Unica Campaign: Target Customers Based on Proximity to a Location


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Whether you are preparing for a major store grand opening or a special program, at some point every database marketer has had to pull a list of households or individuals based on proximity to a known location.

As a former marketer at Macy’s Clothing Store, it was very typical of our department to pull lists, sometimes adhoc, for local promotions. In all cases we leveraged state, zip and county data in our system to select contacts based on their proximity to the event. When Macy’s was once divided into several districts it was easier (although not by much) for each corporate district to insert neighboring counties (in proximity to event location) in a Unica campaign and pull their own list. But if you are structured like most companies, there is typically a single national office pulling campaign lists. With that said, it’s difficult to pull lists based on a contact’s locality without having detailed information or intimate knowledge of the surrounding areas (neighboring counties, zips, states – when the event is on the border).

Well, have you ever tried leveraging longitudinal and latitudinal data to select contacts within a given radius of your event’s location?

As a marketer you can do this in Unica Campaign, independently of your hosting company or internal IT department and you can earn some serious brownie points with your manager!

It’s pretty simple. Let’s say you are a preparing an email or direct mail campaign for a local promotion. The promotion is only good at a given location (maybe at a store grand opening). The location is Charlotte, North Carolina (which is not too far from the border of South Carolina). Well, you wouldn’t want to pull contacts based on state because you’d miss out on contacts near the border of South and North Carolina while picking up someone in Raleigh, 2 hours away from the location! It also wouldn’t be feasible to look up neighboring counties and zip codes because every time you pull a similar campaign you’d have to do the same leg work.

Instead, start out by selecting contacts based on state (yes, i know, i already told you not to do that but bare with me). In the example above, you would pull in South and North Carolina records because the location is near both states. Once you have a smaller subset of your database, you can refine this group based on distance from event location by applying ‘Zip 50’ logic to this group. In a select box, using raw SQL (don’t be afraid – I’ll provide the SQL below) apply a trigonometric calculation to pick up only those records within a certain distance of the event. The guessing game is eradicated. You can finally choose contacts based on their exact proximity to an event and not based on some estimate. It is also a highly transferable solution. You can take the same logic and just pop it into another campaign.

Below is the basic trigonometric calculation.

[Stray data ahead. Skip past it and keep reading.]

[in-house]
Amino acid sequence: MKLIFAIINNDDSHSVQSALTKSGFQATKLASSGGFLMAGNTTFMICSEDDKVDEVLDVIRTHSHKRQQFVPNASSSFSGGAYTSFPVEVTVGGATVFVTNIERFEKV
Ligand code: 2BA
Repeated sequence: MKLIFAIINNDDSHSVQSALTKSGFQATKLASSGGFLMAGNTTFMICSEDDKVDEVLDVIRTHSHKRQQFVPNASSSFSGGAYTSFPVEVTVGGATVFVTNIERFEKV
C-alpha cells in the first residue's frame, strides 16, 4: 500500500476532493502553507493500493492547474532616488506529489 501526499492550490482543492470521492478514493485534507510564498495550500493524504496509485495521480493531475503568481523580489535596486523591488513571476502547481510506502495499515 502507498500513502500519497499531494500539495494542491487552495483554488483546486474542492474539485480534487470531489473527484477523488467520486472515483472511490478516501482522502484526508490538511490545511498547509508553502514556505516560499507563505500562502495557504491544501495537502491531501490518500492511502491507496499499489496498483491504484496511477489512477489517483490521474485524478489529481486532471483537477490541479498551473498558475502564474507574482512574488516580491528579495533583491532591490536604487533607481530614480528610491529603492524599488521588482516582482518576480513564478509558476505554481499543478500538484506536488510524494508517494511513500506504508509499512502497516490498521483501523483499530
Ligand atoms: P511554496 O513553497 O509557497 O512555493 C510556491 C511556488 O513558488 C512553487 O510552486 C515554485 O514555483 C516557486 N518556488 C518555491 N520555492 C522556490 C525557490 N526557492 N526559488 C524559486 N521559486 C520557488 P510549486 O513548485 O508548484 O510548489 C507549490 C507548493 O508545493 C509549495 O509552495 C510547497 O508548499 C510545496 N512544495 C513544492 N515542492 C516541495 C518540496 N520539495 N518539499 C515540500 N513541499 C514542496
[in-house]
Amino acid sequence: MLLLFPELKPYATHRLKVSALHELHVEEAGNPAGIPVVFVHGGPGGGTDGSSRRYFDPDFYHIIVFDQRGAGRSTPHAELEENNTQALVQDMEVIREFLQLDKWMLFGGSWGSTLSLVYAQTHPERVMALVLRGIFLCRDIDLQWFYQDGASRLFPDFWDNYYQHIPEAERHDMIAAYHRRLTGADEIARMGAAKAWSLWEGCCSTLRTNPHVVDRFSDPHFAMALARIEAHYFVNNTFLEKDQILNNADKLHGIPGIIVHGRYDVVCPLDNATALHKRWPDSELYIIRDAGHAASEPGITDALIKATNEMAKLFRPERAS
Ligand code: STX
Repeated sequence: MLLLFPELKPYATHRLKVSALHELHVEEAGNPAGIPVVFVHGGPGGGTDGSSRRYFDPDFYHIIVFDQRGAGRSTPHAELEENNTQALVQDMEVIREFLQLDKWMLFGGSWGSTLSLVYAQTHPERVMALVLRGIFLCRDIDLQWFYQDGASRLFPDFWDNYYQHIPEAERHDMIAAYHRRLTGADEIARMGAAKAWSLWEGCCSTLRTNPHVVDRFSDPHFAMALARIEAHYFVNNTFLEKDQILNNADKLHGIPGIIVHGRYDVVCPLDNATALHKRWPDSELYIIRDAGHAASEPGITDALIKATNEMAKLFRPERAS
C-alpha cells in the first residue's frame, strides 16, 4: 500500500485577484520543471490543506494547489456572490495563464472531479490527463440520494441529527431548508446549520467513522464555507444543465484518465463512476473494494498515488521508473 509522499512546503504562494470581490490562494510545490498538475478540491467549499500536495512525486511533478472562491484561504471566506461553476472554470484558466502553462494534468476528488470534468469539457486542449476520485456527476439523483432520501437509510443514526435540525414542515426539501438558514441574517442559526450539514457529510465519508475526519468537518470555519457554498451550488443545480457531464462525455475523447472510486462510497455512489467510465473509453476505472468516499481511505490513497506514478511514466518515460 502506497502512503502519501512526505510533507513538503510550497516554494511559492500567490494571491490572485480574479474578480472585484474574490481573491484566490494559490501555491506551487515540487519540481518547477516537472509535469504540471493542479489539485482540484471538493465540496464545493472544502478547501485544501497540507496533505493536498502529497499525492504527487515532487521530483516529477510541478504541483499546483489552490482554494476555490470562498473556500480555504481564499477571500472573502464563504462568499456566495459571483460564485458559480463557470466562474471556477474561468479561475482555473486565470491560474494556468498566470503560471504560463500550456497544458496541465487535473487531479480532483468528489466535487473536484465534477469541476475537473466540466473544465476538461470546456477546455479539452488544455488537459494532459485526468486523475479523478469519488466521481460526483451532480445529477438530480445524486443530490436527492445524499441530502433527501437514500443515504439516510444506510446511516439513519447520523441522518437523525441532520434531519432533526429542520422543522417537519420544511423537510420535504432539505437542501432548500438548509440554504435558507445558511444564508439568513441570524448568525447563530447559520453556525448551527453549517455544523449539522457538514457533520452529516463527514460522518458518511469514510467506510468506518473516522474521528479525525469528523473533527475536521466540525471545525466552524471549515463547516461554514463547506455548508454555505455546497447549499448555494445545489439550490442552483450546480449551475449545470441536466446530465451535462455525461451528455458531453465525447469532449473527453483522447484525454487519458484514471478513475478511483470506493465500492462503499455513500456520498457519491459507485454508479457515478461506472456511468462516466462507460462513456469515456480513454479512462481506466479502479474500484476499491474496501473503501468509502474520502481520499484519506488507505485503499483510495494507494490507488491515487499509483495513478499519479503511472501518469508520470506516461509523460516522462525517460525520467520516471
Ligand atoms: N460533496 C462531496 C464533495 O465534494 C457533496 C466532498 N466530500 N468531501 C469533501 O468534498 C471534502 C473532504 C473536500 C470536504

select distinct t.master_individual_id (audience level)
from  t
inner join individual_table base with (nolock)
on t.individual_id = base.individual_id
inner join address_table s with (nolock)
on base.primary_address_id = s.address_id
where coalesce(s.longitude,’x’) <> ‘Unknown’ and coalesce(s.latitude,’x’) <> ‘Unknown’
case when s.zip_code = (event location zip code) then 0.0
when s.longitude = (event location longitude) and s.latitude = (event location latitude) then 0.0 else
acos(cos(radians(s.latitude))*cos(radians(s.longitude))*cos(radians(event location latitude))*cos(radians(event location latitude)) + cos(radians(s.latitude))*sin(radians(s.longitude))*cos(radians(b.event location latitude))*sin(radians(event location longitude)) + sin(radians(s.latitude))*sin(radians(event location latitude))) * 3963.1 end
>= 50 (mean within 50 miles, you can change it)
order by 1

Republished with author's permission from original post.

Candice Narvaez
Formerly a database marketing professional, Candice Narvaez serves as an Applications Specialist on the Quaero Operations Team.


  1. Candice,

    Great post. Terrific advice. Location based targeting isn't just media buzz, it is practical, produces more relevant communications, and ultimately better conversion.

    **Bonus tip. In Unica 8.2 we introduced a new feature that simplifies Location Based Targeting. We introduced a DISTANCE marco that removes the need to dust off your trig book.

    The maco function takes as input two pairs of lat/long coordinates and returns the distance between them. This macro is available in both Unica Campaign (batch outbound marketing) and Unica Interact (real-time inbound decisioning).

    Best of luck continuing to “go local” with your marketing!

  2. Hi Jay,

    Thanks for your feedback! Shortly after posting this blog I learned about the distance macro, cool stuff! I also joined IBM 🙂

    Go Big Blue!


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